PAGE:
While the April event proved popular, students criticized Stanford administrators’ framing of the issues discussed, as well as the fact that three of the administrators left the event half an hour early due to time constraints.
In January, “Stanford University Places I’ve Cried” (SUPIC) — a closed Facebook group for students to post about places they have cried on campus — reached 1,000 members. Since then, the group’s membership has nearly doubled, and its administrator, Annie Zheng ’20, has added a Google form to allow people to submit posts anonymously.
Seo-Young Chu M.A. ’01, a survivor of sexual abuse by deceased English professor Jay Fliegelman Ph.D ’77 during her time as a graduate student, returned to campus to meet with General Counsel Debra Zumwalt to request that the University contribute $1 million to the Rape, Abuse & Incest National Network (RAINN). Stanford denied Chu’s request. However, both Zumwalt and Provost Persis Drell have since offered to make personal donations to RAINN. Chu requested that they donate in honor of “every victim and every survivor.”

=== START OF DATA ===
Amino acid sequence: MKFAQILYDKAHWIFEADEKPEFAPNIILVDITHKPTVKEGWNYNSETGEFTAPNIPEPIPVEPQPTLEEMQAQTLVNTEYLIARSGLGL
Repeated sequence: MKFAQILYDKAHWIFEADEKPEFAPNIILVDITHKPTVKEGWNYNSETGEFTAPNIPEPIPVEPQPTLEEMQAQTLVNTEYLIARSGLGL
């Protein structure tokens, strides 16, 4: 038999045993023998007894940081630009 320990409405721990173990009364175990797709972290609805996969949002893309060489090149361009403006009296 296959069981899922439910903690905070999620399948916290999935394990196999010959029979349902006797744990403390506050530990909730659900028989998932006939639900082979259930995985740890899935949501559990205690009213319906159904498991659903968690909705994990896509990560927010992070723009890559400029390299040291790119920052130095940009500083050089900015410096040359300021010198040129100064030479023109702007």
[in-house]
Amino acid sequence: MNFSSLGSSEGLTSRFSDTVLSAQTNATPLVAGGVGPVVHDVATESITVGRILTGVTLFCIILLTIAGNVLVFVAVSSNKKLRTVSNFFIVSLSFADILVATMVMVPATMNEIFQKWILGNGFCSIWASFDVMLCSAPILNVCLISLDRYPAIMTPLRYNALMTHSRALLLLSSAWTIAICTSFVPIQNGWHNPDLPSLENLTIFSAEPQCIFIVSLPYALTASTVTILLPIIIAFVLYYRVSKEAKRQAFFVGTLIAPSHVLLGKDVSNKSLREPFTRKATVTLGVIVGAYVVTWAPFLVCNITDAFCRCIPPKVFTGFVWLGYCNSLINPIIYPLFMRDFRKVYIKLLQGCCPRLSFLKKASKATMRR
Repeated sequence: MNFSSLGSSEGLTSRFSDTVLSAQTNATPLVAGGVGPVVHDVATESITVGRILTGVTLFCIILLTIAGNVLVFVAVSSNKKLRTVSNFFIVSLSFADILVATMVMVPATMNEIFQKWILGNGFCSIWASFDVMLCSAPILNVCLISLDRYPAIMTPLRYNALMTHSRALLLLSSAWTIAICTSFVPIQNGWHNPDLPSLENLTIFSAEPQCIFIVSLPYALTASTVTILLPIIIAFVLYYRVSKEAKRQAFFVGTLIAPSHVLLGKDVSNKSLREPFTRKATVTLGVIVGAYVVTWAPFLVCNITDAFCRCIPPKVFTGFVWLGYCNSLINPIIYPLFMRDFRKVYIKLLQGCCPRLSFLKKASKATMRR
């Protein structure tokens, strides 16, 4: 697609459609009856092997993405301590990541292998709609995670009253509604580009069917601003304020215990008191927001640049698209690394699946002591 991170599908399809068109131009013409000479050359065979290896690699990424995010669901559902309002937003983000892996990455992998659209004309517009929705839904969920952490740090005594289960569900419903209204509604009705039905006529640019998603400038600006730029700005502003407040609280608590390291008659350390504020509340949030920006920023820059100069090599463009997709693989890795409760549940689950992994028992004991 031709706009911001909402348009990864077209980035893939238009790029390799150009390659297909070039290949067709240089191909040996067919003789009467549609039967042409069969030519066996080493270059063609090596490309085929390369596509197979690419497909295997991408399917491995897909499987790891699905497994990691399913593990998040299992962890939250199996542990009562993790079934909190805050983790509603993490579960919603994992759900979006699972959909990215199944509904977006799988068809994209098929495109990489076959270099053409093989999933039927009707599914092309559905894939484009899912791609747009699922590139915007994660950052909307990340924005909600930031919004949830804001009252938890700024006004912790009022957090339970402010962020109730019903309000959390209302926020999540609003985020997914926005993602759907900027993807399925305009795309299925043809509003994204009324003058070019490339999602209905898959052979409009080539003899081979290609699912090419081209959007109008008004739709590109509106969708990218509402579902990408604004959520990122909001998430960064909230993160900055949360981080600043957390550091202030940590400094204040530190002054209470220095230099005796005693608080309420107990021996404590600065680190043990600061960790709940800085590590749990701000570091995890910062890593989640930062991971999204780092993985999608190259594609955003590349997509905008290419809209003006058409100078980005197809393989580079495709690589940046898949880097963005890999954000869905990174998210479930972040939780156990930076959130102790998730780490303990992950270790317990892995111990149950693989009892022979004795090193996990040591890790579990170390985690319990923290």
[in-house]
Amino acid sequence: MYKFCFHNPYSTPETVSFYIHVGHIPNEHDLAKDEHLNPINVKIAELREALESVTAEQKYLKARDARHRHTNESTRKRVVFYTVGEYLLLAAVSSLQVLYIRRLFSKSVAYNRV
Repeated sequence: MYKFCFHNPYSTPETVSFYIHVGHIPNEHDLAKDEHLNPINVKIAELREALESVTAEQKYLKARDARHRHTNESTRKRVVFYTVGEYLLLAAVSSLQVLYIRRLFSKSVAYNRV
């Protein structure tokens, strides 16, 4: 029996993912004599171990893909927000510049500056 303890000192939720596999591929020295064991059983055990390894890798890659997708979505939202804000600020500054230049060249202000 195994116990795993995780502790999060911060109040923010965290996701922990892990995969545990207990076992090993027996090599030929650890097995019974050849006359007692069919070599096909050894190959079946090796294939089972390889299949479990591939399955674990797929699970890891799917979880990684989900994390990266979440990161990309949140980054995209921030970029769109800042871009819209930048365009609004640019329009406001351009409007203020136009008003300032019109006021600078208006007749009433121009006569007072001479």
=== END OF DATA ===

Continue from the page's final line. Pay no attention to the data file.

The GSC met Wednesday and talked about several items.
In the midst of the controversy surrounding the continued existence of Full Moon on the Quad (FMOTQ), The Stanford Daily took a look back through its archives to recount FMOTQ history. While an unofficial start date of the event is unclear, clips of the makeout festival have been traced back to somewhere around the 1940s.…